The Last Assignment
Jul 12, 2016 | 5485 views | 0 0 comments | 33 33 recommendations | email to a friend | print

The Last Assignment

A fond remembrance of Mac Overton


“If I were a condemned man the Country Breakfast at Cracker Barrel would be my last meal.”

Laughter was laced with tears as lifelong friends gave special tributes to James “Mac” McCollum Overton, former editor of the Gilmer Mirror Newspaper. Overton a rare pancreatic cancer survivor of over 7 years, died Sunday June 5, 2016 from other health issues.

Overton himself had outlined the service and in a sense, gave his wishes or directives for the last assignment to be fulfilled by his friends and colleagues.  Approximately 50 people attended the service held at the Church of God Big Sandy building on June 26, 2016. Music selections by Overton were Cross the Green Mountain by Bob Dylan, My Old Friend by Tim McGraw and Going Home by Mary Fhal. A potluck meal followed the service.

Church of God Big Sandy, Pastor Dave Havir read Mac’s obituary and three of his close friends, Linda Smith, Dixon Cartwright, and Scott Moss shared memories. A memorial from Scott Ashley was read. Each of the long time friends had met Overton when he was a college student at Ambassador College in the mid 1970’s. They also spent time working alongside Overton at The Worldwide News, a church publication of the Worldwide Church of God. A memorial tribute was also read from Richard Lingle, former chief of police at Big Sandy who had worked in conjunction with Overton when he was editor of the newspaper. All described Overton as a loyal friend throughout the years.

Overton was born March 24, 1950 in Poplar Bluff, Missouri. He is survived by four daughters, their spouses and six grandchildren, his mother, two brothers, four sisters, many nieces, nephews, aunts, uncles, cousins and dear friends. 

After graduating valedictorian from Qulin high School, Overton attended Three Rivers College and graduated from Arkansas State at Jonesboro. He received his Bachelors in Liberal Arts graduating with honors from Ambassador College in Big Sandy Texas in 1976. He went on to receive a Masters in Communications from University of Texas in 1990, finishing with a 4.0, and then pursued doctorial studies at Texas A & M in Commerce.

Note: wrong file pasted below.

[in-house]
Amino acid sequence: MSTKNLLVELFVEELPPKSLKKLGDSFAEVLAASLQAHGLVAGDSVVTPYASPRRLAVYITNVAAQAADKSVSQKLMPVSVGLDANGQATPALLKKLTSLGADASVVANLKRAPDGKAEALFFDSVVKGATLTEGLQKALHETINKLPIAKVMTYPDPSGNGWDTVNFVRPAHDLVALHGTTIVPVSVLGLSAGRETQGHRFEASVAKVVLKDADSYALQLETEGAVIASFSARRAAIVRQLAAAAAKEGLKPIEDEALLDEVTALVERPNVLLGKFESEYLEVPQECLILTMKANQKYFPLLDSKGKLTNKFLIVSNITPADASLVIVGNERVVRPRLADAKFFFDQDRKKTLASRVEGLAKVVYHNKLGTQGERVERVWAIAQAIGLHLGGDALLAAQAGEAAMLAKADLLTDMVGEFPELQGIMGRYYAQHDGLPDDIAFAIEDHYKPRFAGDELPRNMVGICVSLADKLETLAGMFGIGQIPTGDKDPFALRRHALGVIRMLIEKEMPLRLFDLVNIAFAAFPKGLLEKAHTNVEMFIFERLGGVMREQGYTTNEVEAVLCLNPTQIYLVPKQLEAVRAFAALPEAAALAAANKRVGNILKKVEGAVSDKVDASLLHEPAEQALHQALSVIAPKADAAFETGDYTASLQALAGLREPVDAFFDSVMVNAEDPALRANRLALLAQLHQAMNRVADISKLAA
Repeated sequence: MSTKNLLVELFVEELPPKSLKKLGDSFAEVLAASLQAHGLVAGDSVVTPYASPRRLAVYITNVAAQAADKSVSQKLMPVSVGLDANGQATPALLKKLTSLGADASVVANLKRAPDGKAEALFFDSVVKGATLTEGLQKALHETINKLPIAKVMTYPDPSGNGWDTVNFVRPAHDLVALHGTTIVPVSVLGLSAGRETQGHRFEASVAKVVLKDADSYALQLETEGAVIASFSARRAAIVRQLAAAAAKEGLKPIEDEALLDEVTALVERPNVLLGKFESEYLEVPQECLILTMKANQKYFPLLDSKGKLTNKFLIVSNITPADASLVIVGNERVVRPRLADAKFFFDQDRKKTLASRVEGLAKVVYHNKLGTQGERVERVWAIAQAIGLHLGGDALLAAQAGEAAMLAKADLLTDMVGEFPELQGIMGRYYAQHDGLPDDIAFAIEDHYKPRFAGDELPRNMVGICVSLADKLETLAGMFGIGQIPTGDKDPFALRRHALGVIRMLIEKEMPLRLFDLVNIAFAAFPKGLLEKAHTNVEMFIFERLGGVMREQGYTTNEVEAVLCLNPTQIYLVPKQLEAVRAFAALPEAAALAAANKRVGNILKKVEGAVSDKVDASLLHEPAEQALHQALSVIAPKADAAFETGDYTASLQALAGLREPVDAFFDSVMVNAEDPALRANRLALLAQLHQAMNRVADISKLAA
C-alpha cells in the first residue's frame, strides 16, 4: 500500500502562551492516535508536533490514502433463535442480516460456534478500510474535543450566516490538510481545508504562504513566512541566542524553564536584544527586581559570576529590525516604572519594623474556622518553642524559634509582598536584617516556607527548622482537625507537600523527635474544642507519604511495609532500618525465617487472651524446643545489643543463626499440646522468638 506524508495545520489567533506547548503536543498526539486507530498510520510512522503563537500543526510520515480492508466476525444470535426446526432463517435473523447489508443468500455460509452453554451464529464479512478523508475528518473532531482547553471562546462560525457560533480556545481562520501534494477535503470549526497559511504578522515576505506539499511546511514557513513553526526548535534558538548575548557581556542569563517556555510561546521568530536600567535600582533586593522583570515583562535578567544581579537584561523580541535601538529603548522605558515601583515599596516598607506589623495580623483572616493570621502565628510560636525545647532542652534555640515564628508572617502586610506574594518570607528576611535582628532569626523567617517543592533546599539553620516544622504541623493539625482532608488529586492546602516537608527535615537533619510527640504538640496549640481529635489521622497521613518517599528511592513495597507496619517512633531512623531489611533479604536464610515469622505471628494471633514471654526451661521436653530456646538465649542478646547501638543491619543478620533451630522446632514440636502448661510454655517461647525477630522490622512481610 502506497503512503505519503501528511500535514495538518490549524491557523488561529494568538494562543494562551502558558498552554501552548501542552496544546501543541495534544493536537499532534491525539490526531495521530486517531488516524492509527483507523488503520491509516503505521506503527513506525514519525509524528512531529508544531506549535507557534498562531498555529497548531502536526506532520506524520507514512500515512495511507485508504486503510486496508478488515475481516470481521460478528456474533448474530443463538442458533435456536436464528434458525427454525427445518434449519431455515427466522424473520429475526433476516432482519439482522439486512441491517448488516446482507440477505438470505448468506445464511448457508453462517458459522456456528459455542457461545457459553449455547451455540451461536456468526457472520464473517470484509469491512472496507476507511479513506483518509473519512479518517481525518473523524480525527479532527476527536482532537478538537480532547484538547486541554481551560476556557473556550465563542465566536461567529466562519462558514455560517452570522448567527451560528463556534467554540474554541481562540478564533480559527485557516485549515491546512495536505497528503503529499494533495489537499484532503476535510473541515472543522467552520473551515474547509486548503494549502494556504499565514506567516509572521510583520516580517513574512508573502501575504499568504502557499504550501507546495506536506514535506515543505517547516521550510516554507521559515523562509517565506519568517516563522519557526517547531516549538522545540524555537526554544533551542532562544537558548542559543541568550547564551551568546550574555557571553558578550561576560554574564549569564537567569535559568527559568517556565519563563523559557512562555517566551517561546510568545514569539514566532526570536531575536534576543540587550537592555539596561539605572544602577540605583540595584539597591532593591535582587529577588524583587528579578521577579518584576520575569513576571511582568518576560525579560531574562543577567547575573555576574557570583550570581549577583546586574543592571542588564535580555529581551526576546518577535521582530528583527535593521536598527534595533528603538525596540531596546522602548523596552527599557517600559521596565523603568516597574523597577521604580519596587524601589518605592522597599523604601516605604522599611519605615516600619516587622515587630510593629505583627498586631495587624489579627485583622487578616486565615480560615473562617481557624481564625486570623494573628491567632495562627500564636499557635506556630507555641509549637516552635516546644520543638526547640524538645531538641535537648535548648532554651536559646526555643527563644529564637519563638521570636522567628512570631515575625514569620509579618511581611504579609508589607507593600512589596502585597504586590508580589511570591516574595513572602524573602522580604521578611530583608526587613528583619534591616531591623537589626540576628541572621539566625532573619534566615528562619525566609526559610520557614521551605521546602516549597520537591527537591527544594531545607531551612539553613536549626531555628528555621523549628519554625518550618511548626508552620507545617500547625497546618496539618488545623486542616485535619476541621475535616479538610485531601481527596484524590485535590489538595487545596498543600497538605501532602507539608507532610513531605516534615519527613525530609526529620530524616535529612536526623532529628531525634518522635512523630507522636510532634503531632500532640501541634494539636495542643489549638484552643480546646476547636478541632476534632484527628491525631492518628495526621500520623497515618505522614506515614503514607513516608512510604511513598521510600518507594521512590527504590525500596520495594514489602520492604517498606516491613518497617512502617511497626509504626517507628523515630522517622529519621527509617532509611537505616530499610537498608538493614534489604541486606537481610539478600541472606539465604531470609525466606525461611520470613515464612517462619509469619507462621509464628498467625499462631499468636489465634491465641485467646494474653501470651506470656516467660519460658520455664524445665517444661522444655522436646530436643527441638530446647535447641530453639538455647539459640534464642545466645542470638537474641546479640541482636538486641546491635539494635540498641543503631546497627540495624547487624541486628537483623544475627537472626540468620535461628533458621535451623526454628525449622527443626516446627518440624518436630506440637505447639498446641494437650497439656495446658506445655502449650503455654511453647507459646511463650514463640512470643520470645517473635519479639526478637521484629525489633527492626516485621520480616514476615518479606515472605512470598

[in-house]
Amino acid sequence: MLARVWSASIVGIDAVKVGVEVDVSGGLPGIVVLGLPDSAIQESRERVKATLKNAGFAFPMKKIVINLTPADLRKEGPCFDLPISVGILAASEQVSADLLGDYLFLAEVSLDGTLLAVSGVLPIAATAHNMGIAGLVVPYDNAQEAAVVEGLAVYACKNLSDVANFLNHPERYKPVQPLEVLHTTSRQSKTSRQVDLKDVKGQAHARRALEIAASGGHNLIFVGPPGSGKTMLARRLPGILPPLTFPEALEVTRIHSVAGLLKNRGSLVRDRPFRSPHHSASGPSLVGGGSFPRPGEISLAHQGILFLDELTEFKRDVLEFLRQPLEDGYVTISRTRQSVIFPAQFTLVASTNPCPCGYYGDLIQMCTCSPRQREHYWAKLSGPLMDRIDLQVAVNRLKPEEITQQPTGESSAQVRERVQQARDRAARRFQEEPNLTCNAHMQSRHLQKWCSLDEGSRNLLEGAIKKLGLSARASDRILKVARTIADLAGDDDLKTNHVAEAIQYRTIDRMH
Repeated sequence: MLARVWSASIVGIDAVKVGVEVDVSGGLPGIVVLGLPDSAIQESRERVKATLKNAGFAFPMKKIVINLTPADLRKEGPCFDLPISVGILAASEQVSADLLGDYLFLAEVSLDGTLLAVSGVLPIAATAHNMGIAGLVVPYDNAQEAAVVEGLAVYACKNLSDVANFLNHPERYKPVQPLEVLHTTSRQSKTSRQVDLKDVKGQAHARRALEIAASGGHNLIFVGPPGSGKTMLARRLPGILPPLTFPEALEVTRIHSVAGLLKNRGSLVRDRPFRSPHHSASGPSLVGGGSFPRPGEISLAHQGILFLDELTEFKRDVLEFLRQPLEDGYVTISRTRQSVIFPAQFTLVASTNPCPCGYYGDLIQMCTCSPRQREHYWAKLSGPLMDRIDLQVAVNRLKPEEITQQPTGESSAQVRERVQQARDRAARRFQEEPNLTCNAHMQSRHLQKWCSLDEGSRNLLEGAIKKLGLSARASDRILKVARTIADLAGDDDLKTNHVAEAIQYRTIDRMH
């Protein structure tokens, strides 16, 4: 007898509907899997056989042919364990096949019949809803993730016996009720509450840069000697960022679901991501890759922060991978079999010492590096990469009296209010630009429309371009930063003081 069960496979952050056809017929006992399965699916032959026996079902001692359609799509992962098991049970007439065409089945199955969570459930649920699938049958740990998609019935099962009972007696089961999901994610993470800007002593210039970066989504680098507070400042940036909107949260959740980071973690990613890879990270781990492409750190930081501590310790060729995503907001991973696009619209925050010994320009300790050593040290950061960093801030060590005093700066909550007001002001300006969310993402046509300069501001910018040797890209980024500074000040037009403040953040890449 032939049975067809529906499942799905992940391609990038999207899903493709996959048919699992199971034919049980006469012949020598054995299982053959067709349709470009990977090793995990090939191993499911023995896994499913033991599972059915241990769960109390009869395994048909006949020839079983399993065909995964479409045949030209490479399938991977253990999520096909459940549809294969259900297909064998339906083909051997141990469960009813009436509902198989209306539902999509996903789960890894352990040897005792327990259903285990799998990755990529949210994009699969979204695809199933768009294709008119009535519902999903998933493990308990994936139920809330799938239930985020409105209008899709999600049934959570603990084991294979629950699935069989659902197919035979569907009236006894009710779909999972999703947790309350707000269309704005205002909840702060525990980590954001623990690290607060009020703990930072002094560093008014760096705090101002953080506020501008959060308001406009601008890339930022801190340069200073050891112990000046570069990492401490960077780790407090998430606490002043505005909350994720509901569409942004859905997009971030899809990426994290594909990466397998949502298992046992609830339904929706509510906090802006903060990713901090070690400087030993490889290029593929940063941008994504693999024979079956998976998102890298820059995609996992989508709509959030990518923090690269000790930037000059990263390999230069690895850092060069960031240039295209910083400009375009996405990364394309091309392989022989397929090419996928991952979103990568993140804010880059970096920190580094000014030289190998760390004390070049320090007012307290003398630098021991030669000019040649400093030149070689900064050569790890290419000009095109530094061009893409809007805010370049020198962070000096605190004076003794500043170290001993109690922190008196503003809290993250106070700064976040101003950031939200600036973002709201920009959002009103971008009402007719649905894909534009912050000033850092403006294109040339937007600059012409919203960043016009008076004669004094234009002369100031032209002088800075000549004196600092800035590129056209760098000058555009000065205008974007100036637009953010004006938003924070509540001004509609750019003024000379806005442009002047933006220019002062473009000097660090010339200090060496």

Widely recognized as a dedicated print journalist, Overton’s combined natural curiosity and storytelling ability made him a born newspaper man. He worked as editor of Big Sandy Journal from 1982-1986 and became editor of Gilmer Mirror in January 1992 retiring in 2015. Overton was highly regarded by his colleagues. 

“Mac helped many (police) officers do their job and helped catch many criminals,” Richard Lingle, commented in his memorial tribute. He told of how Overton rode with him many times and learned to find facts that were missed due to his ability to ask questions in a friendly and professional manner. “If we disagreed we would not get mad but talk it out until it was good for both of our goals.” Lingle continued, “I also knew if I messed up he (Mac) would not cover it up.” Lingle also commented of Overton’s honesty and as well as the respect he had earned from the police force. 

Overton was known for being kind, humble, generous and very thankful. Especially in the last 7 years, as a rare cancer survivor, he was extremely grateful to be alive. He was thankful for God, faith, family and friends. He was also known for enjoying potlucks socials, dry humor, and sharp pointy things.